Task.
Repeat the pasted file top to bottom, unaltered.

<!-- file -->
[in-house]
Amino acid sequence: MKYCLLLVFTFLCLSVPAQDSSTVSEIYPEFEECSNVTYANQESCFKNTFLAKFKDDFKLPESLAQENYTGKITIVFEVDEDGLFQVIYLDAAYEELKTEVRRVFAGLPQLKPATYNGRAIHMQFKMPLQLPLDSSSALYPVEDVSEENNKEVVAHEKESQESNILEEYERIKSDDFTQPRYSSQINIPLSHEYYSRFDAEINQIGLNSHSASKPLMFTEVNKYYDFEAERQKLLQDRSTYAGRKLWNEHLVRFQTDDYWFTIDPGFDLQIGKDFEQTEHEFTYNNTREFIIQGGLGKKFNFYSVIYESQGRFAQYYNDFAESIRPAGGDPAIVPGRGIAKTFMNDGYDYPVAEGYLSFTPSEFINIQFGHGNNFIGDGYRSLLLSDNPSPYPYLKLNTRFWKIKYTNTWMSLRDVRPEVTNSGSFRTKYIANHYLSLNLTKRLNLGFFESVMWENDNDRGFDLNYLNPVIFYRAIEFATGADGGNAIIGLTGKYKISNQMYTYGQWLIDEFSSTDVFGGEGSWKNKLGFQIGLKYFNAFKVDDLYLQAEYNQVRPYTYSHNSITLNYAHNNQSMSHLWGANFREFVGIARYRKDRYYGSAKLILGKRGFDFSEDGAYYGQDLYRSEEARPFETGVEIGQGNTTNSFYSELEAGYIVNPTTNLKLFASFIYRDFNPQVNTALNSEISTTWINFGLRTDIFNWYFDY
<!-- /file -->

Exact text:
[in-house]
Amino acid sequence: MKYCLLLVFTFLCLSVPAQDSSTVSEIYPEFEECSNVTYANQESCFKNTFLAKFKDDFKLPESLAQENYTGKITIVFEVDEDGLFQVIYLDAAYEELKTEVRRVFAGLPQLKPATYNGRAIHMQFKMPLQLPLDSSSALYPVEDVSEENNKEVVAHEKESQESNILEEYERIKSDDFTQPRYSSQINIPLSHEYYSRFDAEINQIGLNSHSASKPLMFTEVNKYYDFEAERQKLLQDRSTYAGRKLWNEHLVRFQTDDYWFTIDPGFDLQIGKDFEQTEHEFTYNNTREFIIQGGLGKKFNFYSVIYESQGRFAQYYNDFAESIRPAGGDPAIVPGRGIAKTFMNDGYDYPVAEGYLSFTPSEFINIQFGHGNNFIGDGYRSLLLSDNPSPYPYLKLNTRFWKIKYTNTWMSLRDVRPEVTNSGSFRTKYIANHYLSLNLTKRLNLGFFESVMWENDNDRGFDLNYLNPVIFYRAIEFATGADGGNAIIGLTGKYKISNQMYTYGQWLIDEFSSTDVFGGEGSWKNKLGFQIGLKYFNAFKVDDLYLQAEYNQVRPYTYSHNSITLNYAHNNQSMSHLWGANFREFVGIARYRKDRYYGSAKLILGKRGFDFSEDGAYYGQDLYRSEEARPFETGVEIGQGNTTNSFYSELEAGYIVNPTTNLKLFASFIYRDFNPQVNTALNSEISTTWINFGLRTDIFNWYFDY